“These ‘wrigglers’ are also usually the ones who find learning difficult, purely because they’ve missed half of the teacher’s instructions as they are distracted by a body that struggles to find a comfortable position in a chair,” she explains.
(Also read: Why can’t she concentrate?)
Move it, now
A case in point: A Finnish study has found that clumsy kids have poorer grades in school. In the study published in Medicine & Science in Sports & Exercise in 2013, children who did not perform well in agility, speed and dexterity tests also did more poorly in reading and arithmetic test scores than those with better motor skills.
While kids with poorer motor skills do not necessarily end up having learning difficulties, My Gym’s spokesman says they probably need more time to understand certain concepts compared to their peers.
She adds that they may also be less confident when exploring new environments, which can hinder learning.
So, when’s the best time to get Junior to hone his motor skills? The sooner, the better.
Right from birth, babies need to move and explore as movement affects how the brain wires itself, says Kindyroo’s Dr Williams.
Ideally a child’s movement patterns should be synchronised and smooth by the school-going age of around five, she adds.
But if your older kid has missed out on his early movement skills, don’t fret.
NUH’s Charmaine says the brain, especially that of young ones, are “naturally malleable” when learning new skills.
(Also read: Stop dawdling! How to get your kids to move faster)
Practice makes perfect
According to the experts, motor skills also usually develop in a sequential, step-by-step fashion, so don’t rush your kid’s movement milestones.
For example, babies who are propped up to sit before they are ready tend to “bottom shuffle” rather than crawl, a movement pattern that is important in honing vision and hand-eye coordination – both of which are important for learning, Dr Williams shares.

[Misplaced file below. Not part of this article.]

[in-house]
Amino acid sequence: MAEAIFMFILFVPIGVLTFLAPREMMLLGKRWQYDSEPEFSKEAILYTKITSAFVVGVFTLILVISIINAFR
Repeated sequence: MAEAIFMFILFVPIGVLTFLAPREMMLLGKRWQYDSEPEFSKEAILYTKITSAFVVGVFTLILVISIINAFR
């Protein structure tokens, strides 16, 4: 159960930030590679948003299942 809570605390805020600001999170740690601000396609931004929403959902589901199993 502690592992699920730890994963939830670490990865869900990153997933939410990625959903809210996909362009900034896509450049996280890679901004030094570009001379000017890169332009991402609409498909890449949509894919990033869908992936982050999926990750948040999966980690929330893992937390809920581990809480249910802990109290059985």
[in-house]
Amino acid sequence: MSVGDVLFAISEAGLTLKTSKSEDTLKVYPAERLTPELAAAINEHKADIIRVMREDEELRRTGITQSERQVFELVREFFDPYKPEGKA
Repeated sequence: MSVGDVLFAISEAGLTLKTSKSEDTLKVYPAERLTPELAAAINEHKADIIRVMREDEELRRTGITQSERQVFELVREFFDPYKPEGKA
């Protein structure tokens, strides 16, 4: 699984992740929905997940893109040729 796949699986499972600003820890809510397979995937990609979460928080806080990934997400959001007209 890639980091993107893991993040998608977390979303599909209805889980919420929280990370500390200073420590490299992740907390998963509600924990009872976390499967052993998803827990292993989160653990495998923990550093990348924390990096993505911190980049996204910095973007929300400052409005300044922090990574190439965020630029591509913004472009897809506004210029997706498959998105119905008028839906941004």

“It’s not when the motor skill occurs, but that it does.
“It is also important to make sure the child progresses through every motor skill pattern – the brain needs the first motor skill to be practised, remembered and be automatically in place before learning the next one,” she says.
It is also not enough to just let your kid practise his skills a few times.
Repetition is the key when it comes to developing and mastering such skills, Rebecca says.
That is why Ying Bin eschews after-dinner TV time and instead, gives his kids plenty of time and space to “run around” in the evenings.
“At their age, my preschool kids are exploring bigger movement skills like stepping over obstacles, hopping and moving up and down slopes. They need plenty of opportunities to practise those skills, so most of their activities currently revolve around playing outdoors – at the park, playground, beach or void deck,” he says.
To get their little ones moving, parents do not necessarily have to use newfangled toys or gadgets.
“Often, time spent in the pool or park, or a simple ball game, is more than enough to encourage a child to learn through movement. My kids taught me that a container with its lid on can make a great fine motor development toy,” Ying Bin shares.
Most importantly, support and encouragement are the key to helping them master their movement skills.
“Every child is unique and what is important is to provide them with lots of opportunities to play and engage in fun games involving a variety of movement,” Kinderland Educare Services’ Rebecca adds.
“Start simple, then gradually challenge them with more difficult tasks and remember, always praise and encourage them.”
This article was first published in Young Parents in 2016.